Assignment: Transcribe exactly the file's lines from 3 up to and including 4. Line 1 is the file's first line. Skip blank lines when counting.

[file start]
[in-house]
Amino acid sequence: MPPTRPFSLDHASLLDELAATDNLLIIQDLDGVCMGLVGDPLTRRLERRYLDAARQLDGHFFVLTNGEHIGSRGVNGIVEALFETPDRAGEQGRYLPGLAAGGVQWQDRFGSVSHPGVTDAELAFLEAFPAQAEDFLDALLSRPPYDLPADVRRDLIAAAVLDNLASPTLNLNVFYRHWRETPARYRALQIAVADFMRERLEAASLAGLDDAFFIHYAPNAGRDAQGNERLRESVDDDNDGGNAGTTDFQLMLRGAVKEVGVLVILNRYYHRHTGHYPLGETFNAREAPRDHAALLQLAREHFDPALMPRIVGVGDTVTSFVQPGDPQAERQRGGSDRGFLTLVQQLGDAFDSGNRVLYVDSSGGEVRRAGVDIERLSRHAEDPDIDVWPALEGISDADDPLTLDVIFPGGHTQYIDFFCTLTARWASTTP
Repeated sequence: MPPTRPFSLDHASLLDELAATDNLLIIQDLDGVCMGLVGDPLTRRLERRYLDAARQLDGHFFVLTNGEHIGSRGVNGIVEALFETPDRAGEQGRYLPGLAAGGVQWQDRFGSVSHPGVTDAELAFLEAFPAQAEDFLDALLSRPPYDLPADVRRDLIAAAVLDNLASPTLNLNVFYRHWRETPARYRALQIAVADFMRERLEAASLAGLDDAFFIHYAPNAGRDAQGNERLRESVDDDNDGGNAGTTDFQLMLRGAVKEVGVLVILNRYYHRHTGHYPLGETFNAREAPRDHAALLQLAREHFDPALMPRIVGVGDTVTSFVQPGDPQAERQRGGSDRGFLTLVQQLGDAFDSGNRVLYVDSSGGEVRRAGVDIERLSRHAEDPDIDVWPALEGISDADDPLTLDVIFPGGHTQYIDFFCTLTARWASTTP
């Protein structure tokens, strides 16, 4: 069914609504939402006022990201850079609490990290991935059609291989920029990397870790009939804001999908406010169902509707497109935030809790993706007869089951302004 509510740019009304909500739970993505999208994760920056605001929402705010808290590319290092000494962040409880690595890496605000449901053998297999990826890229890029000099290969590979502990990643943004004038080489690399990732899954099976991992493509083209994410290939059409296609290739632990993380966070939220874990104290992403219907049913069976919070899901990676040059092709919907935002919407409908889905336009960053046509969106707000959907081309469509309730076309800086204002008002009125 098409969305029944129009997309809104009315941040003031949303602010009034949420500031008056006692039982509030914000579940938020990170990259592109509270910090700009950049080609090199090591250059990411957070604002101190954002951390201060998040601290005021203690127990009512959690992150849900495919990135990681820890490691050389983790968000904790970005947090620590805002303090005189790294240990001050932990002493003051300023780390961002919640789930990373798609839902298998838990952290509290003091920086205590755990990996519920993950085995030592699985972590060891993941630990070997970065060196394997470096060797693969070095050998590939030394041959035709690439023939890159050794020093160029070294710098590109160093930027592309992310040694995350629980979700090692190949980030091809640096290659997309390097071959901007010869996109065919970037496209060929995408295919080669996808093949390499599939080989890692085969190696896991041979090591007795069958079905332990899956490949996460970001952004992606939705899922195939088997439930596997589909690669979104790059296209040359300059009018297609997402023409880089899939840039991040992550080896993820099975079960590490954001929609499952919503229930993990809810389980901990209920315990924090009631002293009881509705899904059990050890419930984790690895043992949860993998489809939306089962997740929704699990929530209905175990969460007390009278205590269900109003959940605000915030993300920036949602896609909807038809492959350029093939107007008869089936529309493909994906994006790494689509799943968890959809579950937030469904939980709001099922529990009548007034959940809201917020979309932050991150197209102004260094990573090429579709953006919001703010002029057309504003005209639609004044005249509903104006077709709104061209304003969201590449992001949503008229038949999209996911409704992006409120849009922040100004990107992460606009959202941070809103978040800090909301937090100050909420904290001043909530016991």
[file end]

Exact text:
Repeated sequence: MPPTRPFSLDHASLLDELAATDNLLIIQDLDGVCMGLVGDPLTRRLERRYLDAARQLDGHFFVLTNGEHIGSRGVNGIVEALFETPDRAGEQGRYLPGLAAGGVQWQDRFGSVSHPGVTDAELAFLEAFPAQAEDFLDALLSRPPYDLPADVRRDLIAAAVLDNLASPTLNLNVFYRHWRETPARYRALQIAVADFMRERLEAASLAGLDDAFFIHYAPNAGRDAQGNERLRESVDDDNDGGNAGTTDFQLMLRGAVKEVGVLVILNRYYHRHTGHYPLGETFNAREAPRDHAALLQLAREHFDPALMPRIVGVGDTVTSFVQPGDPQAERQRGGSDRGFLTLVQQLGDAFDSGNRVLYVDSSGGEVRRAGVDIERLSRHAEDPDIDVWPALEGISDADDPLTLDVIFPGGHTQYIDFFCTLTARWASTTP
């Protein structure tokens, strides 16, 4: 069914609504939402006022990201850079609490990290991935059609291989920029990397870790009939804001999908406010169902509707497109935030809790993706007869089951302004 509510740019009304909500739970993505999208994760920056605001929402705010808290590319290092000494962040409880690595890496605000449901053998297999990826890229890029000099290969590979502990990643943004004038080489690399990732899954099976991992493509083209994410290939059409296609290739632990993380966070939220874990104290992403219907049913069976919070899901990676040059092709919907935002919407409908889905336009960053046509969106707000959907081309469509309730076309800086204002008002009125 098409969305029944129009997309809104009315941040003031949303602010009034949420500031008056006692039982509030914000579940938020990170990259592109509270910090700009950049080609090199090591250059990411957070604002101190954002951390201060998040601290005021203690127990009512959690992150849900495919990135990681820890490691050389983790968000904790970005947090620590805002303090005189790294240990001050932990002493003051300023780390961002919640789930990373798609839902298998838990952290509290003091920086205590755990990996519920993950085995030592699985972590060891993941630990070997970065060196394997470096060797693969070095050998590939030394041959035709690439023939890159050794020093160029070294710098590109160093930027592309992310040694995350629980979700090692190949980030091809640096290659997309390097071959901007010869996109065919970037496209060929995408295919080669996808093949390499599939080989890692085969190696896991041979090591007795069958079905332990899956490949996460970001952004992606939705899922195939088997439930596997589909690669979104790059296209040359300059009018297609997402023409880089899939840039991040992550080896993820099975079960590490954001929609499952919503229930993990809810389980901990209920315990924090009631002293009881509705899904059990050890419930984790690895043992949860993998489809939306089962997740929704699990929530209905175990969460007390009278205590269900109003959940605000915030993300920036949602896609909807038809492959350029093939107007008869089936529309493909994906994006790494689509799943968890959809579950937030469904939980709001099922529990009548007034959940809201917020979309932050991150197209102004260094990573090429579709953006919001703010002029057309504003005209639609004044005249509903104006077709709104061209304003969201590449992001949503008229038949999209996911409704992006409120849009922040100004990107992460606009959202941070809103978040800090909301937090100050909420904290001043909530016991």